Skip to main content
ABC News
Road to 270: Wyoming

SPARSELY POPULATED, SPACIOUS Wyoming is another on our not-much-fall-drama electoral list. Republicans dominate nearly every elective office here with the exception of highly popular two-term governor Dave Freudenthal (who won re-election by 40 points in 2006). Nearly three-quarters of the state legislature are Republicans. Both Senators and the lone House member are Republicans, and Wyoming hasn’t been represented by a Democrat in the United States House or Senate since 1978. Since Truman, the only time that Wyoming chose a Democrat for President was 1964, LBJ’s landslide year. While Democrat Gary Trauner came within 1,000 votes of unseating Representative Barbara Cubin during the 2006 Democratic wave election, it’s worth noting that while seemingly safe Republicans fell in other districts, they held on in Wyoming. The head start Republicans enjoy is formidable for any Democrat trying to win here.

Key Demographics

Note: Factors colored in red can generally be thought to help McCain. Factors in blue can generally be thought to help Obama. Factors in purple have ambiguous effects. Except where otherwise apparent, the numbers next to each variable represent the proportion out of each 100 residents in each state who fall into that category. Fundraising numbers reflect dollars raised in the 2008 campaign cycle per eligible voter in each state. Figures for seniors and youth voters are proportions of all residents aged 18, rather than all residents of any age. The figure for education reflects the average number of years of completed schooling for all adults aged 25. The figure for same-sex households reflects the number of same-sex partner households as a proportion of all households in the state. The liberal-conservative index is scaled from 0 (conservative) to 100 (liberal), based on a Likert score of voter self-identification in 2004 exit polls. The turnout rates reflect eligible voters only. Unemployment rates are current as of June 2008.

What McCain Has Going For Him

Highest rate of gun ownership at a staggering 60%. 2d highest Bush 2004 margin. 3d highest percentage of military veterans. Low unemployment and a fairly strong statewide economy. Very male, very few black voters, not many young people… want us to go on? OK, how does a 53-25 partisan ID edge for Republicans sound? The bottom line is that while libertarians are not at all excited about the previous eight authoritarian years under Republican rule (though Wyoming graciously bestowed Dick Cheney upon us), there are just so many built-in demographic advantages that Wyoming isn’t in danger of going blue at the presidential level anytime soon. Other states with bigger liberal areas such as Missoula, Montana would flip first. John McCain’s “maverick” brand plays well in a place like Wyoming, and he should coast to an effortless win.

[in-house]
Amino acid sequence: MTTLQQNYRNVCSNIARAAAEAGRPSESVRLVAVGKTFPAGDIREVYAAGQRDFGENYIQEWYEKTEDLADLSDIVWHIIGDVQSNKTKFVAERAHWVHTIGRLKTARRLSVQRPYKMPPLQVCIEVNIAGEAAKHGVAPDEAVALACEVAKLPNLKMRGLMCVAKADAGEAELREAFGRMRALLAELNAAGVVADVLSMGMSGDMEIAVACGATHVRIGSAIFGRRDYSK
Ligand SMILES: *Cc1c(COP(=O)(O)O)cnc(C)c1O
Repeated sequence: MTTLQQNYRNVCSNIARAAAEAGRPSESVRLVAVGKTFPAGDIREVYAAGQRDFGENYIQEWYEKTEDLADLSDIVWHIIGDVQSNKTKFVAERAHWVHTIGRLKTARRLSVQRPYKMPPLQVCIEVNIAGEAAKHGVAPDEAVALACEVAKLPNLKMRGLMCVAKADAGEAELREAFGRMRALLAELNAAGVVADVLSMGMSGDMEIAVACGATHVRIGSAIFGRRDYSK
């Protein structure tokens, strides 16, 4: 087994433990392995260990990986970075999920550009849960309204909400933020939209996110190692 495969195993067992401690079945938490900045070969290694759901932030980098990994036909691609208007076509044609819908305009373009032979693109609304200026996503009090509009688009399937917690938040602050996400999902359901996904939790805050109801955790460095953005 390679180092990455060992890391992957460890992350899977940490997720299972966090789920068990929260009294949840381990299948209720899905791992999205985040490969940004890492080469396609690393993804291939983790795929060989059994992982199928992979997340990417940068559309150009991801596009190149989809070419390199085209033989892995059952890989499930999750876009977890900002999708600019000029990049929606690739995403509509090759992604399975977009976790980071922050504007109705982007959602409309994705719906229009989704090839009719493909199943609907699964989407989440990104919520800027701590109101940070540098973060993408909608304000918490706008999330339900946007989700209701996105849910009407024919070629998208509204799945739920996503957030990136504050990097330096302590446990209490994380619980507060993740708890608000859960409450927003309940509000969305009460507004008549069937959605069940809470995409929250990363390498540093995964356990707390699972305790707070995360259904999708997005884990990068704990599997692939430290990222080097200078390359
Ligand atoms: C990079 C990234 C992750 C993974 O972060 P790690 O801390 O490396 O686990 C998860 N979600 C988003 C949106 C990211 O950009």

What Obama Has Going For Him

Demographically, not much. He still beats McCain in per capita fundraising (both do above average in that department here) and Wyoming is slightly more educated in terms of number of schooling years per voter than the average state, but that’s about as good as it gets for Barack Obama in the demographics. One positive sign for at least base enthusiasm is that Obama solidly beat Hillary Clinton in the Democratic primary here, and not simply because Wyoming held a caucus rather than a primary. Republicans successfully turned the Clintons into the poster children of gun control during the 90s, and the NRA plans on turning Obama into the 2d Amendment boogeyman during the general election. In a state where nearly everyone owns a gun, being seen as a gun control candidate is like being painted an atheist in South Carolina. This is not a partisan issue but a cultural one. Moreover, Obama’s compromise on FISA probably didn’t wear well with Wyoming Democrats.

What To Watch For

Since the presidential race and both Senate seats are safe Republican again in Wyoming this year, about the only drama will be at the House level. With Barbara Cubin’s retirement from the House, will the now-better-known Trauner close the deal against Wyoming Treasurer Cynthia Lummis and send a Wyoming Democrat to Washington for the first time in three decades? If 2008 is another national Democratic wave year downballot, it’ll be worth watching to see whether Obama’s presence on the ticket helps or hurts Trauner against the spread. Bush and home stater Cheney beat their Democratic opponents here by 40 points each of the last two races; based on sparse polling data Obama appears poised to hold McCain to a 20-point-or-less win. If Obama winds up winning but loses by a wider margin than we expect, it’ll signal that an Obama administration has many more inroads to make with libertarians.